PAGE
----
The knight (♘ ♞) is a piece in the game of chess, representing a knight (armored cavalry).

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Larsen's Opening

Larsen's Opening (also called the Nimzo–Larsen Attack or Queen's Fianchetto Opening) is a chess opening starting with the move: It is named after the Danish grandmaster Bent Larsen.

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Modern Chess Openings

Modern Chess Openings (usually called) is an important reference book on chess openings, first published in 1911 by the British players Richard Clewin Griffith (1872–1955) and John Herbert White (1880–1920).

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Modern Defense

The Modern Defense (also known as the Robatsch Defence after Karl Robatsch) is a hypermodern chess opening in which Black allows White to occupy the center with pawns on d4 and e4, then proceeds to attack and undermine this "ideal" center without attempting to occupy it himself.

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My System

My System (Mein System) is a book on chess theory written by Aron Nimzowitsch.

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Nimzo-Indian Defence

The Nimzo-Indian Defence is a chess opening characterised by the moves: Other move orders, such as 1.c4 e6 2.Nc3 Nf6 3.d4 Bb4, are also feasible.

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Nimzowitsch Defence

The Nimzowitsch Defence is a somewhat unusual chess opening characterised by the moves: This opening is an example of a hypermodern opening where Black invites White to occupy the of the board at an early stage with pawns.

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Old Indian Defense

The Old Indian Defense is a chess opening defined by the moves: This opening is distinguished from the King's Indian Defense in that Black develops his on e7 rather than by fianchetto on g7.

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Outpost (chess)

An outpost is a square on the fourth, fifth, sixth, or seventh which is protected by a pawn and which cannot be attacked by an opponent's pawn.

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Paul Morphy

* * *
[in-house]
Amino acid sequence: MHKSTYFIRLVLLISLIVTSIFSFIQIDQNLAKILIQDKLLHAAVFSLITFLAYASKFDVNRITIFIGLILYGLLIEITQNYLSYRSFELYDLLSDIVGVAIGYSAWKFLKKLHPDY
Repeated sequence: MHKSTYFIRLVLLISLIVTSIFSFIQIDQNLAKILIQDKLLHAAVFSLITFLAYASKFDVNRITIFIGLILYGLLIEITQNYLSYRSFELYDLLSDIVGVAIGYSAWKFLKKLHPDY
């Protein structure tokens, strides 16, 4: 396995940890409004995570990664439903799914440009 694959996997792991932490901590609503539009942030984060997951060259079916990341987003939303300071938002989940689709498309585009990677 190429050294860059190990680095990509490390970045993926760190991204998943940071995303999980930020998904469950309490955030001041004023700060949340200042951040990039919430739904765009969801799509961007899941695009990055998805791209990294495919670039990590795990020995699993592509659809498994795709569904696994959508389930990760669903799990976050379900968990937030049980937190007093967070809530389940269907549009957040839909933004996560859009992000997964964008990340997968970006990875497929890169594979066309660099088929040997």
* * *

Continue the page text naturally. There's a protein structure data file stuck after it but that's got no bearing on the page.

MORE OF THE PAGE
Paul Charles Morphy (June 22, 1837 – July 10, 1884) was an American chess player.

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Pawn (chess)

The pawn (♙,♟) is the most numerous piece in the game of chess, and in most circumstances, also the weakest.

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Pirc Defence

The Pirc Defence (correctly pronounced "peerts", but often mispronounced "perk"), sometimes known as the Ufimtsev Defence or Yugoslav Defence, is a chess opening characterised by Black responding to 1.e4 with 1...d6 and 2...Nf6, followed by...g6 and...Bg7, while allowing White to establish an impressive-looking centre with pawns on d4 and e4.

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Prophylaxis (chess)

In the game of chess, prophylaxis (Greek προφυλαξις, "prophylaxis," guarding or preventing beforehand) or a prophylactic move is a move that stops the opponent from taking action in a certain area for fear of some type of reprisal.

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Quality Chess

Quality Chess UK Ltd (known as Quality Chess) is a chess publishing company, founded in 2004 by International Master Ari Ziegler, Grandmaster Jacob Aagaard and Grandmaster John Shaw.

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Queen's Indian Defense

The Queen's Indian Defense (QID) is a chess opening defined by the moves: The opening is a solid defense to the Queen's Pawn Game.

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Réti Opening

The Réti Opening is a hypermodern chess opening whose traditional or classic method begins with the moves: White plans to bring the d5-pawn under attack from the, or entice it to advance to d4 and undermine it later.

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Richard Réti

Richard Selig Réti (28 May 1889, Bösing, now Pezinok – 6 June 1929, Prague) was an Austro-Hungarian, later Czechoslovak chess grandmaster, chess author, and composer of endgame studies.

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Romantic chess

Romantic chess was the style of chess prevalent from the late 15th century until the 1880s.

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Savielly Tartakower

Ksawery Tartakower (also known as Saviely or Savielly Tartakower in English, less often Xavier Tartacover or Xavier Tartakover; 1887–1956) was a leading Polish and French chess grandmaster.

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School of chess

A school of chess denotes a chess player or group of players that share common ideas about the strategy of the game.

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Siegbert Tarrasch

Siegbert Tarrasch (5 March 1862 – 17 February 1934) was one of the strongest chess players and most influential chess teachers of the late 19th and early 20th century.

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Sokolsky Opening

The Sokolsky Opening (also known as the Orangutan or Polish) is an uncommon chess opening that begins with the move: According to various databases, out of the twenty possible first moves from White, the move 1.b4 ranks ninth in popularity.

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Wilhelm Steinitz

Wilhelm (later William) Steinitz (May 17, 1836 – August 12, 1900) was an Austrian and later American chess master, and the first undisputed World Chess Champion, from 1886 to 1894.

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World Chess Championship

The World Chess Championship (sometimes abbreviated as WCC) is played to determine the World Champion in chess.

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Redirects here:

Hypermodern chess, Hypermodern theory.

References

[1] https://en.wikipedia.org/wiki/Hypermodernism_(chess)